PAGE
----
Most neighborhoods across Prague have their own Masopust celebrations in the run-up to Lent, taking place either on local squares, a series of streets or at a favorite local pub. The largest and most popular take place in Žižkov and Malá Strana. The Žižkov Masopust (March 4), now in its 21st year, is the longest-running and features a market gathering on náměstí Jiřího z Poděbrad, a parade through the streets and farmers’ market stands serving traditional pastries, beers from several microbreweries and zabíjačka specialties. Highlights include a program for children at Palac Akropolis, children’s films at Kino Aero and the traditional Masopust feast at the cult pub U Vystřelenýho voka.

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Malá Strana’s Masopust takes to the streets a few days later, on Saturday, March 8. Hundreds often turn out for this pub-crawl cum street parade, which meanders through the cobbled streets down from the castle to Kampa Park, where a feast and celebration await with live music, pork aplenty, donuts and mulled wine, among other treats. It starts at the famed pub U černého vola and makes stops at U dvou slunců, U hrocha and Malostranské caffeteria.

There are several other notable ones.

The district of Karlín has its Masopust on Saturday, Feb. 15, starting at 1 p.m. in Kaizlovy sady park before moving on to Karlínské náměstí between 2 and 6 p.m. for live music courtesy of a few bands, children’s theater, a farmers’ market and zabíjačka specialties.

In Prague 9-Vinor, the Ctěnice Chateau is hosting its second-annual Masopust on Sunday, March 2 on the chateau’s grounds. Starting at 11 a.m., children and adults can make their own papier-mache masks to wear, and the Prague butchery Hudera a syn will provide zabíjačka dishes. There will also be fresh Masopust donuts, a specialty.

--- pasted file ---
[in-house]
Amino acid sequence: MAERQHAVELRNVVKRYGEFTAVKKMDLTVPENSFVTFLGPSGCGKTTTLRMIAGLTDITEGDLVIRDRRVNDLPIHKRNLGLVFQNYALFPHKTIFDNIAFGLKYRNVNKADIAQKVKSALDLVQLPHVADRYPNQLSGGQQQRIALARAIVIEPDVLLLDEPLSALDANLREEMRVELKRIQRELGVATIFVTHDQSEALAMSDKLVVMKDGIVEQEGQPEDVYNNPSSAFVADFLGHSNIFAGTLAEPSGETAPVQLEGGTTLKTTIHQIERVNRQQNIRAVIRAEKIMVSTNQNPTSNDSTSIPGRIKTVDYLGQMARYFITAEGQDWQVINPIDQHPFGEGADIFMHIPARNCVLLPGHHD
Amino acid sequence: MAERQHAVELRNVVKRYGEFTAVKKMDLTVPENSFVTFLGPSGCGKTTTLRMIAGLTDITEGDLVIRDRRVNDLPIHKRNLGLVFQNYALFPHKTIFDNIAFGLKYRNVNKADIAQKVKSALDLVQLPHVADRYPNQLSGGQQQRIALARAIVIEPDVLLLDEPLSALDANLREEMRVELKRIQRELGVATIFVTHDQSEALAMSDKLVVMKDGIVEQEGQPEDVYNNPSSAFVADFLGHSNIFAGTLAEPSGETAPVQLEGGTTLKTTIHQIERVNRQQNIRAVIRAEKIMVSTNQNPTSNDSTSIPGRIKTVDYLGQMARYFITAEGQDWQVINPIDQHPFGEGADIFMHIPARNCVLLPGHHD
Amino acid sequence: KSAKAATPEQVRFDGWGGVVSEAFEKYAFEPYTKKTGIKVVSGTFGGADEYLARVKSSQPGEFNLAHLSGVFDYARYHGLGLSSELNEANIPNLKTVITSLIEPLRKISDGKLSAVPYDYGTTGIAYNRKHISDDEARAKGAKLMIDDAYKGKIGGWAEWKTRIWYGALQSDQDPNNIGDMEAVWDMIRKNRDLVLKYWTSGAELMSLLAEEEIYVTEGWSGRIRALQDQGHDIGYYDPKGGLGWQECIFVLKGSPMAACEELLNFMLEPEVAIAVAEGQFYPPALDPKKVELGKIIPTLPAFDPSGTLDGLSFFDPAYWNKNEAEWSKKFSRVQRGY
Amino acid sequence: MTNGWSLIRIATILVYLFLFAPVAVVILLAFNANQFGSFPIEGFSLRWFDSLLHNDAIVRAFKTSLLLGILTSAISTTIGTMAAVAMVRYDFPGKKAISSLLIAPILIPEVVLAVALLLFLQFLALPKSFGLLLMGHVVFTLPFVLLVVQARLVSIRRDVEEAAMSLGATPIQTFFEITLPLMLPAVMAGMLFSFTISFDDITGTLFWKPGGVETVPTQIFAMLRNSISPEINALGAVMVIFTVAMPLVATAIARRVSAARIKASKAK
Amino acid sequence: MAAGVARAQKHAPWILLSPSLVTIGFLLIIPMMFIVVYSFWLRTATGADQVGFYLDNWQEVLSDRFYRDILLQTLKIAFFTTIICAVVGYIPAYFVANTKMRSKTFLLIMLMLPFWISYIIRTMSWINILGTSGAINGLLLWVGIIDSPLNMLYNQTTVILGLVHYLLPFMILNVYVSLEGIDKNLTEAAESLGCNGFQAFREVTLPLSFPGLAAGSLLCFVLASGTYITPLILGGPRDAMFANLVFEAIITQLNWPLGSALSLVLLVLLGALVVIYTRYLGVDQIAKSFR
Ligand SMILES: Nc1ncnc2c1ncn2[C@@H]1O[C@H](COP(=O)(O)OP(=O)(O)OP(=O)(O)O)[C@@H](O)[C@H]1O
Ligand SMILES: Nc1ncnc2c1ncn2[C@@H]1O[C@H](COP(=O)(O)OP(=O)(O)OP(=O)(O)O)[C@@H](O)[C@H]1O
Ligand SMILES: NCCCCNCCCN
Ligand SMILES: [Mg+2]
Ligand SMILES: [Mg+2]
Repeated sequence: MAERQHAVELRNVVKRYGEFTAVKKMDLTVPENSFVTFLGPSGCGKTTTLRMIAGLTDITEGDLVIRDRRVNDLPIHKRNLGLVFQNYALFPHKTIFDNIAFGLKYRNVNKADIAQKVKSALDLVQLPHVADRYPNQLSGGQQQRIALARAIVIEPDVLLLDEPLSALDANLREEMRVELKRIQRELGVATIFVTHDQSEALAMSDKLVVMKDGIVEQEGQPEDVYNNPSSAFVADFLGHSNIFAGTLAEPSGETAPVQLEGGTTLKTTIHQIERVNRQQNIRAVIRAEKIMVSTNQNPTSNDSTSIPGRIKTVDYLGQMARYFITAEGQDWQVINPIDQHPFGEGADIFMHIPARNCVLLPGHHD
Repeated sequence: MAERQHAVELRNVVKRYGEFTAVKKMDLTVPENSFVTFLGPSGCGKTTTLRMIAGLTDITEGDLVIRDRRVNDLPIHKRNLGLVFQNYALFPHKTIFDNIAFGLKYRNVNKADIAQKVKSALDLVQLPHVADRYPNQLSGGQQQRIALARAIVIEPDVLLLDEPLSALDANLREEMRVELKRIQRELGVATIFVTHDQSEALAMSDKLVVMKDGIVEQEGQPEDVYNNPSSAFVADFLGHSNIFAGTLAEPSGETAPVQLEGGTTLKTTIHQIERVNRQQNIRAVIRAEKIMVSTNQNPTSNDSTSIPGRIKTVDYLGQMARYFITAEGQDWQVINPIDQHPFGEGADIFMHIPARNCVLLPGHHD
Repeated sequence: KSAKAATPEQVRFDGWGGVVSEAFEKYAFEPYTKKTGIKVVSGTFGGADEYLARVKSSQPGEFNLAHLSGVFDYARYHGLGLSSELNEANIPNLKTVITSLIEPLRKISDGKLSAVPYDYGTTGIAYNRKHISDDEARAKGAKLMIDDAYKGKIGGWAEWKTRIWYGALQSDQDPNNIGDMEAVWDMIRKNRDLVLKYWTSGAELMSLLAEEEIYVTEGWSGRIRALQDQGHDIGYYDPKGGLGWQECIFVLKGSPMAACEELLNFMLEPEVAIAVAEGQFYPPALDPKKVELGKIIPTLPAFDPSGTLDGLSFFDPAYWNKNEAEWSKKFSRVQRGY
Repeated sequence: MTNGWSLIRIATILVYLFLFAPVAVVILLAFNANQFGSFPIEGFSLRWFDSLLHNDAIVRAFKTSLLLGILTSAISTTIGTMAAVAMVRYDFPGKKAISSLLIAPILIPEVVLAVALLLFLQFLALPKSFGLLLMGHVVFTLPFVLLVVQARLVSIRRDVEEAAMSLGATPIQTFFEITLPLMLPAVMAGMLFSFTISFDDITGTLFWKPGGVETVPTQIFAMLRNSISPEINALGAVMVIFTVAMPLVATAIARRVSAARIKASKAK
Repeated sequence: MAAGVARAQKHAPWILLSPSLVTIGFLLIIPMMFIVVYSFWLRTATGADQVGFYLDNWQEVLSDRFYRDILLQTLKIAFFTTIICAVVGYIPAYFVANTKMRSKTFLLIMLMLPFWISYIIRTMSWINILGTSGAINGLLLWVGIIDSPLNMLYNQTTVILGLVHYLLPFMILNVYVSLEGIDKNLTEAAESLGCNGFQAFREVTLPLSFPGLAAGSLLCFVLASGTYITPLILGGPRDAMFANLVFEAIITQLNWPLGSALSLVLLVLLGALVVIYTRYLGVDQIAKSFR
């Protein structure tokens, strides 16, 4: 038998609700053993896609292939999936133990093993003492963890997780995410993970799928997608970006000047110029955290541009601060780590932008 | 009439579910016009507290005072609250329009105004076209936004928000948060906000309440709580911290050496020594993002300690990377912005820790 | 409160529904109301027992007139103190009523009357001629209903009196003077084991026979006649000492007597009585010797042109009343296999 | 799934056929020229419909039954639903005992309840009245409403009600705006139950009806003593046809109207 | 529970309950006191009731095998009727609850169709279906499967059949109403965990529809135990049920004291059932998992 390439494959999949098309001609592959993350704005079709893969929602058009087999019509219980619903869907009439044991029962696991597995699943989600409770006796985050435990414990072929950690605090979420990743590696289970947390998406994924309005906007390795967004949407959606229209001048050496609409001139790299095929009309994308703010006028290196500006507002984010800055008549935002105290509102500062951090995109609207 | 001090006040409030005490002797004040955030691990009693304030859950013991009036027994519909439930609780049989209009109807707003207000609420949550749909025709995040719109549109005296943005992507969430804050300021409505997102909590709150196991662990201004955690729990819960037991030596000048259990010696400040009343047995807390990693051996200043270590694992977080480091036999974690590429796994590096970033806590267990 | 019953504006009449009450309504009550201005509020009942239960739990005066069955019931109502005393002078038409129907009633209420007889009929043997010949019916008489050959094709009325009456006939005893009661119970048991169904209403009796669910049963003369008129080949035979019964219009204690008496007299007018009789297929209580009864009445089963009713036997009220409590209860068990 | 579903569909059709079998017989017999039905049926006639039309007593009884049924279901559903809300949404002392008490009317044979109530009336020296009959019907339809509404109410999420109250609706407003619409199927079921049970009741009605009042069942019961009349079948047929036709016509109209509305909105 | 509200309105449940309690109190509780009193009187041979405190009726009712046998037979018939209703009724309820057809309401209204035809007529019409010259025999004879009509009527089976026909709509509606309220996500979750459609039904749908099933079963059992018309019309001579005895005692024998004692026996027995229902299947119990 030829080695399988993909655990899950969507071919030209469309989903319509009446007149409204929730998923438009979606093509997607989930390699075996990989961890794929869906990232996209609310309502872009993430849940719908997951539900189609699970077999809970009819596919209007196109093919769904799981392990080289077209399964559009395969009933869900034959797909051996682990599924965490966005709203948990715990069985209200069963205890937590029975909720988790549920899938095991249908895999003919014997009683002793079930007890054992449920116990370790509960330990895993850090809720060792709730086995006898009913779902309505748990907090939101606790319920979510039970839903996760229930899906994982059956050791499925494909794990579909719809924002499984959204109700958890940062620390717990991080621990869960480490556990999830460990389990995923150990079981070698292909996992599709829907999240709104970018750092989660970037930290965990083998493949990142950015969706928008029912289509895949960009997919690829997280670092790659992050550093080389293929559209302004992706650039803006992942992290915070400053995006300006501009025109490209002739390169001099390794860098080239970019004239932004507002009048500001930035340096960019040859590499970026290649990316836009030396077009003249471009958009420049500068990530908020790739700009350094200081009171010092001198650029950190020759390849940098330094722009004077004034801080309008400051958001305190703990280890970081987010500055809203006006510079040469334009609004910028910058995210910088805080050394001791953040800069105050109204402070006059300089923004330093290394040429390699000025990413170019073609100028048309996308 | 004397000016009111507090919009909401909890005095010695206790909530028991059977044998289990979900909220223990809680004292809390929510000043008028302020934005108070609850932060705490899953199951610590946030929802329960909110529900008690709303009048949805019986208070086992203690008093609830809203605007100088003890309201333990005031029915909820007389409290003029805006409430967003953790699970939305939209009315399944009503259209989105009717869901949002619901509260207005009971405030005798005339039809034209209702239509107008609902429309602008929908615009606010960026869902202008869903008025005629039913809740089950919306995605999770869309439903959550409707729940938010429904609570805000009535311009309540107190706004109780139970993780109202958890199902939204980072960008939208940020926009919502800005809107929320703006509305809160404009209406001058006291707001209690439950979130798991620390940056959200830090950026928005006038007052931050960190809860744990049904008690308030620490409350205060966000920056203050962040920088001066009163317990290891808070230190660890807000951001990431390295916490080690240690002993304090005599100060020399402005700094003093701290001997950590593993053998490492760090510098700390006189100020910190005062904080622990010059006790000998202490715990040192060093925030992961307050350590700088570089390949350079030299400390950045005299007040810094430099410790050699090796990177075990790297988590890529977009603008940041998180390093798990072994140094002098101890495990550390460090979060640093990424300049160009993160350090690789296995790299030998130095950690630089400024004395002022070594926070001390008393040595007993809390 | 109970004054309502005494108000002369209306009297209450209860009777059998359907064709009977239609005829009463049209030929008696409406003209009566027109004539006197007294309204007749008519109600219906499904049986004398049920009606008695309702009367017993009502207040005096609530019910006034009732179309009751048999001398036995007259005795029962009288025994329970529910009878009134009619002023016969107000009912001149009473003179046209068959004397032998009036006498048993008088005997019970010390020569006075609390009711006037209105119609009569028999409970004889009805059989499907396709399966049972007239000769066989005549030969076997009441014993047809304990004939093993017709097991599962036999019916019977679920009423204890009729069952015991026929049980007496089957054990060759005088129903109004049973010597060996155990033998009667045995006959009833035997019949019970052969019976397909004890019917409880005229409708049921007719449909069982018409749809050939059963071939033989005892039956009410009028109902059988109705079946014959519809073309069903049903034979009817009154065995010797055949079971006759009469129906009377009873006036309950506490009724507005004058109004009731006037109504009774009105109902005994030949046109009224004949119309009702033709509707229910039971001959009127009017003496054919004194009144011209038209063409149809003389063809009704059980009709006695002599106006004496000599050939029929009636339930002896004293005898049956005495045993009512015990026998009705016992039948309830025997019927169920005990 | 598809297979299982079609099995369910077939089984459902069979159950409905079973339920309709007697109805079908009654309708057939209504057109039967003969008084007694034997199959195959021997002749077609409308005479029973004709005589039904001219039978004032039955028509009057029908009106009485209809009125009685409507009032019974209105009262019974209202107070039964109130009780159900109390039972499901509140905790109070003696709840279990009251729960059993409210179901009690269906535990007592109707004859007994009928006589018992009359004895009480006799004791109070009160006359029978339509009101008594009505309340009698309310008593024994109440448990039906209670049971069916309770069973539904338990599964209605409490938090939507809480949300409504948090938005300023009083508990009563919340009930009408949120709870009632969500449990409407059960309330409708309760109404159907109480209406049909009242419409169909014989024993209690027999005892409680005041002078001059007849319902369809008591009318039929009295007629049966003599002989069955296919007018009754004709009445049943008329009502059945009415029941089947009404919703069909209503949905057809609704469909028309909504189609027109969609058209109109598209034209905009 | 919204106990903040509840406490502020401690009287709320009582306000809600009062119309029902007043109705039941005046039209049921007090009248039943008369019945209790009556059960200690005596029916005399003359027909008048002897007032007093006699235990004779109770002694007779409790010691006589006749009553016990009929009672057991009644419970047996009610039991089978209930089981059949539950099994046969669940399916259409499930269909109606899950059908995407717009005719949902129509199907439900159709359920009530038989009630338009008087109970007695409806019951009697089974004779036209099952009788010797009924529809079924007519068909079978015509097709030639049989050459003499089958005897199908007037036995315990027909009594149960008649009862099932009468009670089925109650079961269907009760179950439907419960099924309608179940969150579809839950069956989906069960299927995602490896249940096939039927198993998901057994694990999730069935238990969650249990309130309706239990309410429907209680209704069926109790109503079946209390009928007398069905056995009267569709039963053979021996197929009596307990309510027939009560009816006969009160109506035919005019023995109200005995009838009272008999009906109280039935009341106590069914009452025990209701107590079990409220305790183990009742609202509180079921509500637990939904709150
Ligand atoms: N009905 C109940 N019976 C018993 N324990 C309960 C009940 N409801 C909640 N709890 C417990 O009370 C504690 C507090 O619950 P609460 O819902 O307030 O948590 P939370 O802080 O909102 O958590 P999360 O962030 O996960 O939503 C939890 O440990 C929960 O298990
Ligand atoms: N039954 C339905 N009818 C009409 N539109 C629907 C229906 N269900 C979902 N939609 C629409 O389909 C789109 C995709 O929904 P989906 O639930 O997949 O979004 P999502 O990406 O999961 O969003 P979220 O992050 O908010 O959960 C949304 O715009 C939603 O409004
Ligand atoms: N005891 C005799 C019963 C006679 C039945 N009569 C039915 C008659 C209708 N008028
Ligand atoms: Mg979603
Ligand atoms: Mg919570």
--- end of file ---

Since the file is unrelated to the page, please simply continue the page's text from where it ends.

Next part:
Eat, Drink, Masopust!

Also in Prague 9, the neighborhood of Kbely holds its second-annual Masopust festivities on Saturday, Feb. 15, from 1 to 5 p.m. Last year, almost 1,500 people turned out for the fun, and this year’s celebration will include a traditional Masopust feast, a medieval Bohemian market, theater for adults and children, freshly baked sweets and cakes, and competitions for the best mask.

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In Letná, the National Museum of Agriculture is showcasing some butchering talent with a zabíjačka on Saturday, March 1, from 10 a.m. to 8 p.m. outside the museum. The event will include demonstrations of butchery throughout the ages, the chance ot taste and buy specialties, and displays of folk handicrafts.

Out in Prague 10, Touclův dvůr, an eco-farm and events center that specializes in educational activities for children, among other things, hosts a Masopust celebration on Saturday, March 1, from 1 to 5 p.m. Fit for the whole family, the day will feature a costumed parade for participants through the streets of old Hostivař and a lineup of theater and music with a Masopust menu served in a re-created Baroque pub. Food items include blood and white pudding, cracklings and egg salad, homemade desserts and beer from the Žatec brewery.

Most villages and towns have their own Masopust, as well. One of the largest and most famous is the joint Masopust between the towns of Roztoky and Únětice, just north of Prague. The award-winning microbrewery Únětický Pivovar, in Únětice, has a festival on the same day, Feb. 15, with live music, a children’s program, and hot Masopust specials served all day, as well as the brewery’s special Masopust pivo brewed special for the occasion.

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Where will you eat, drink, and make masopust merry?


Fiona Gaze

Fiona Gaze is a writer based in Prague. Follow her on Twitter at @FionaGaze.